As the volume of cyberattacks aimed at stealing commercial secrets from U.S. companies has grown over the last several years, government officials have grasped for solutions. One proposal that has garnered renewed attention is that idea that companies be allowed to engage in “counterintrusions,” in which they seek to hack intruders with the aim of destroying or altering their stolen data.
“Hacking back” is illegal under the Computer Fraud and Abuse Act of 1986. In addition to circumscribing limits on private enterprise, federal law does the same to many law enforcement agencies. As a result, sophisticated foreign adversaries will often leverage access into American systems, like those belonging to universities, in order to increase the difficulty of counteracting their activity.
“What we are discovering, I think, is that countries are beginning to realize the tools we have now are not adequate for the job that needs to be done,” William Reisch, chairman of the U.S.-China Economic and Security Review Commission, told the Washington Examiner. “We need some new tools that will allow us to do some different things.”
In November, Reisch’s commission issued its annual report to Congress. It suggested, in part, that companies be allowed to hack back, and recommended that Congress “assess the coverage of U.S. law to determine whether U.S.-based companies that have been hacked should be allowed to engage in counterintrusions for the purpose of recovering, erasing, or altering stolen data in offending computer networks.”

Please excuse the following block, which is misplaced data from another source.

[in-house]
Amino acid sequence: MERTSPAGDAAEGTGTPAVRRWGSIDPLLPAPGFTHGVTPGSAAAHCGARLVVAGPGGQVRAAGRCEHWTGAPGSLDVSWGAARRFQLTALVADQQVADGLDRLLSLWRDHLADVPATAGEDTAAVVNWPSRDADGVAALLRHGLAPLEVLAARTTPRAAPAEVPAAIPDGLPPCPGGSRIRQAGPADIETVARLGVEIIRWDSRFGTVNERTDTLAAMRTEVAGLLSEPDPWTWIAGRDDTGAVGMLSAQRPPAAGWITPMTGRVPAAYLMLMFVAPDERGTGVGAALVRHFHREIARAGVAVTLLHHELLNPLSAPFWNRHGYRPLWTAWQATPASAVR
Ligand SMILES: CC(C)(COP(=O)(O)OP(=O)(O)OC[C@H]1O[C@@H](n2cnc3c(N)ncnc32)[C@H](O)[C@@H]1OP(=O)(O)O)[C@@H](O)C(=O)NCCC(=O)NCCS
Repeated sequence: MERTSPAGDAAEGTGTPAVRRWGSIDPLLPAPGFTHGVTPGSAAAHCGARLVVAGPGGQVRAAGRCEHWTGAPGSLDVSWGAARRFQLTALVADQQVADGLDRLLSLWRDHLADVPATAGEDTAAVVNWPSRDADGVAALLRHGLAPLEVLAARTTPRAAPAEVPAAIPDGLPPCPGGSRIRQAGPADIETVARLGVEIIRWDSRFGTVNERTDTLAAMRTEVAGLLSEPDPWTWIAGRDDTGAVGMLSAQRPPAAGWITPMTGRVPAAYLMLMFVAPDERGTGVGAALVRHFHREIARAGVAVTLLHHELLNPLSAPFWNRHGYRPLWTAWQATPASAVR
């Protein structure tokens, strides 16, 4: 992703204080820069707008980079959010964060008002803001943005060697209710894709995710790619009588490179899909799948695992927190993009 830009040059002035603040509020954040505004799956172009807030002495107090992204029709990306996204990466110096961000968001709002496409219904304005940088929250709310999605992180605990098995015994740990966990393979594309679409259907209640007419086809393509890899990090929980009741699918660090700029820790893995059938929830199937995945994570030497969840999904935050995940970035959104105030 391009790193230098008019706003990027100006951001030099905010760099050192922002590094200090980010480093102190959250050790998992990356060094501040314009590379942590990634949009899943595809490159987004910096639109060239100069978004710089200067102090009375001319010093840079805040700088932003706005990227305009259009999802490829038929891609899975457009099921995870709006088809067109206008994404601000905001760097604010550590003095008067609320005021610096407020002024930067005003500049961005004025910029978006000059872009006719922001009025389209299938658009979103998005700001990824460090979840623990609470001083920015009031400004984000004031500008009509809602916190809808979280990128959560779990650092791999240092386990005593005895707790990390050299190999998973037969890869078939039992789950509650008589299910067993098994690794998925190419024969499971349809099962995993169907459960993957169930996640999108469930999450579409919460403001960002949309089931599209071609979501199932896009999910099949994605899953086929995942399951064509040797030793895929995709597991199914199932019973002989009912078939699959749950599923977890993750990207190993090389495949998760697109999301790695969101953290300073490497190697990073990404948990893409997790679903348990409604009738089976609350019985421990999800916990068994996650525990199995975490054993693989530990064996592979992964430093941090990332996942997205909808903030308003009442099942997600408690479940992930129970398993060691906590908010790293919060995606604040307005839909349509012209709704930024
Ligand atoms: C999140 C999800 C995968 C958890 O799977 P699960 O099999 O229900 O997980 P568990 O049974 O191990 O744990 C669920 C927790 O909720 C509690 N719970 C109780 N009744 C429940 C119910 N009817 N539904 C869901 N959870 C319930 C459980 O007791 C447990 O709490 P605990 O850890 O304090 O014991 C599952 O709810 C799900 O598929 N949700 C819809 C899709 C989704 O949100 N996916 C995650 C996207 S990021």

The commission made the suggestion in response to what it described as the “increasing harm” done by China’s “coordinated, government-backed theft of information from a wide variety of U.S.-based commercial enterprises.”
Government estimates corroborate the commission’s assessment. In July, the FBI estimated the number of commercial espionage cases had increased by 53 percent over the preceding year. Of companies the FBI surveyed, 95 percent attributed the attacks to hackers in China.
However, the Obama administration has positioned itself against allowing companies to engage in offensive cyberactivity. Many experts are similarly opposed because of the complexity inherent to conducting international cybersecurity.
“First and foremost, how do you know who hacked your company?” asks Tony Cole, a vice president and chief technology officer at cybersecurity firm FireEye, told the Washington Examiner. “Does the company have definitive proof of who the adversary is sitting at the keyboard? If you do have that definitive proof, did the attacker use a number of hopping points across other compromised systems under their control?”